Tables 4.16 and 4.17 are examples of spreadsheets that can be used to quantify the cost to the environment of materials used for vehicle manufacture. Similar tables can be created for roadway facility construction. Currently, cost calculations remain incomplete because of limited estimates of unit emissions for energy production and material processing. Further research is required to provide the full range of specific estimates for vehicle manufacture and roadway construction, and for costs that are more difficult to quantify, such as land degradation through mining, and option value for future generations.

DeLuchi (1991) has estimated the emissions of greenhouse gases from the full life cycle of light and heavy duty motor vehicles and the fuels they use. The United States Environmental Protection Agency (USEPA 1991) has estimated the emissions from the manufacturing of various materials such as steel and glass. Further research is needed so that our spreadsheets can include the full range of identified materials and unit costs.

Table 4.15 Estimated Average Material Consumption for
Passenger Vehicles Registered in British Columbia in 1992

Average Mass /Vehicle (kg)
Total Materials Useda


Steel 785.5 94 260
Iron 208.6 25 032
Aluminum 70.7 8 484
Plastics 102.0 12 240
Rubber  61.1 7 332
Copper 22.5 2 700
Glass 38.6 4 632
Zinc 9.1 1 092
Note: (a) Total materials used by 120 000 vehicles, annual passenger vehicle manufacture allocated to British Columbia = average mass/vehicle x 120 000.
Table 4.16 Framework for Calculating Environmental Costs of Material Use in
Annual Manufacture of Vehicles Operated in British Columbia

Pollutant per Tonne of Material (kg)
Pollutant Unit Cost ($/kg)
Total Material Used a (tonnes)
Total Cost
94 260
94 260
iron oxides
94 260
94 260
12 240
Note: (a) Total material used by 120 000 vehicles, annual passenger vehicle manufacture allocated to British Columbia.
This framework can be used for assessing the external environmental costs of resources used for specific projects, such as the materials used to build a road or bridge. It is not yet possible to estimate a complete set of shadow prices for vehicle manufacturing and road construction, due to the fact that estimates of unit emissions for energy production and material processing remain limited. Once the necessary information becomes available, Tables 4.15 and 4.16 can be used to calculate shadow prices.

Total Cost

The marine oil-spill portion of the total cost of resource use in British Columbia could be $2 billion per year, of which $480 million would be road motor vehicle share. The impacts of emissions, land pollution and forgone future use of petroleum products as well as the costs of other building materials and other resources and associated emissions are not accounted for, and should be included as non-monetized costs in any complete analysis. Although work toward costing vehicle manufacturing and road construction impacts is progressing, they will also have to be treated as non-monetized costs until further data is available. As the information necessary to account for the total range of impacts becomes available, it will become possible to monetize the cost to the environment of resource use. In the meantime, the external costs of resource and energy use should be considered qualitatively.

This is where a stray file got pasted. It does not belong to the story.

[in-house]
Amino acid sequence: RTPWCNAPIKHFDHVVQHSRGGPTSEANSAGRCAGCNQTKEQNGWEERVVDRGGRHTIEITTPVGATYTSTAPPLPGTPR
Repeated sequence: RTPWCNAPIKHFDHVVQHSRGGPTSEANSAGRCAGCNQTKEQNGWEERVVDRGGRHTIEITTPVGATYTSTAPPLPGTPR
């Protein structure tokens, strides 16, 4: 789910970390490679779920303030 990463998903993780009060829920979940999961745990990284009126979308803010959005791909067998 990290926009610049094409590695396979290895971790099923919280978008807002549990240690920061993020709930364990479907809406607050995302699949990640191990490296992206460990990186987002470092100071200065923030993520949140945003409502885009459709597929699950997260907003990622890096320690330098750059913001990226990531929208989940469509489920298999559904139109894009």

Table 4.17 Framework for Calculating Environmental Costs of Energy Use in
Annual Manufacture of Vehicles Operated in British Columbia

Energy Useda
Total Energy Usedb


Kilograms of Pollutant per GJ
Total Pollutant Production (tonne)
Pollutant Unit Cost ($/kg)
Total Cost
2 422 482
126 696
3 080 000
67 216
Note: Electricity production based on a Canadian split of 62% hydro, 20.1% coal, 16% thermonuclear, 0.5% gas and 1.4% oil (Cole 1993). (a) MJ/kg of material used. (b) Total energy used by manufacturer of material to manufacture annual passenger vehicles allocated to British Columbia, that is, 120 000 vehicles. 4.5 Waste Disposal Motor vehicle use and the construction of transportation infrastructure produce a number of waste products, including liquids, such as oil, coolant, hydraulic and transmission fluid, used tires, junked vehicles, CFCs and used batteries. The improper disposal of these products can cause environmental problems; however, the fate and environmental impacts of these waste products are difficult to identify, so costing is uncertain. User-funded programs, such as battery and tire recycling, have internalized some of these costs, but residual impacts remain and waste products generated in the past may still present costs to the environment. Recycling activities may themselves produce environmental pollutants and waste.

To avoid double-counting, only those costs associated with wastes that result from maintenance and replacement of vehicles and transportation infrastructure are considered in this section. This will prevent confusion when accounting for the environmental costs of resource production, water, land and air pollution resulting from oil spills, oil and materials production, and other sources of emissions and effluents not directly resulting from intentional disposal.

Waste Fluids and Scrapped Vehicles